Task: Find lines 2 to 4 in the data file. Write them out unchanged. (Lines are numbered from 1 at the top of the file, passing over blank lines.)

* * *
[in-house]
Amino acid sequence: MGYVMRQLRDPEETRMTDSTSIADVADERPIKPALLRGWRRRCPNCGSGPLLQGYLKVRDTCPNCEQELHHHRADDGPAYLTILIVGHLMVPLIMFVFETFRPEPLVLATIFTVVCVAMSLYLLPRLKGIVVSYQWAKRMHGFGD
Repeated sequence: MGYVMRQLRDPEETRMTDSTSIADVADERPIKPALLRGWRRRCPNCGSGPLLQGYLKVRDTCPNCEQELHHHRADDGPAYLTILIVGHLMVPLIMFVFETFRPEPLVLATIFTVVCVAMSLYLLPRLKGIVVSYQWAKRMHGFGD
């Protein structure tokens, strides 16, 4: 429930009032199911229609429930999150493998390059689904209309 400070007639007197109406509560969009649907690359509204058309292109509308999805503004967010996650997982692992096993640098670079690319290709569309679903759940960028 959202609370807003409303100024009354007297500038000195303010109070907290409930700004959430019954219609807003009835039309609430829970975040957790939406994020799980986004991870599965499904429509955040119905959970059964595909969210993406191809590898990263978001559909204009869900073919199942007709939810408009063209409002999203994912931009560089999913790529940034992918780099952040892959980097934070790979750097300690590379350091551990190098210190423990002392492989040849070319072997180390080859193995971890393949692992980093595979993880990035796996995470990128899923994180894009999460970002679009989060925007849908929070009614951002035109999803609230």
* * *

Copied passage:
Amino acid sequence: MGYVMRQLRDPEETRMTDSTSIADVADERPIKPALLRGWRRRCPNCGSGPLLQGYLKVRDTCPNCEQELHHHRADDGPAYLTILIVGHLMVPLIMFVFETFRPEPLVLATIFTVVCVAMSLYLLPRLKGIVVSYQWAKRMHGFGD
Repeated sequence: MGYVMRQLRDPEETRMTDSTSIADVADERPIKPALLRGWRRRCPNCGSGPLLQGYLKVRDTCPNCEQELHHHRADDGPAYLTILIVGHLMVPLIMFVFETFRPEPLVLATIFTVVCVAMSLYLLPRLKGIVVSYQWAKRMHGFGD
């Protein structure tokens, strides 16, 4: 429930009032199911229609429930999150493998390059689904209309 400070007639007197109406509560969009649907690359509204058309292109509308999805503004967010996650997982692992096993640098670079690319290709569309679903759940960028 959202609370807003409303100024009354007297500038000195303010109070907290409930700004959430019954219609807003009835039309609430829970975040957790939406994020799980986004991870599965499904429509955040119905959970059964595909969210993406191809590898990263978001559909204009869900073919199942007709939810408009063209409002999203994912931009560089999913790529940034992918780099952040892959980097934070790979750097300690590379350091551990190098210190423990002392492989040849070319072997180390080859193995971890393949692992980093595979993880990035796996995470990128899923994180894009999460970002679009989060925007849908929070009614951002035109999803609230």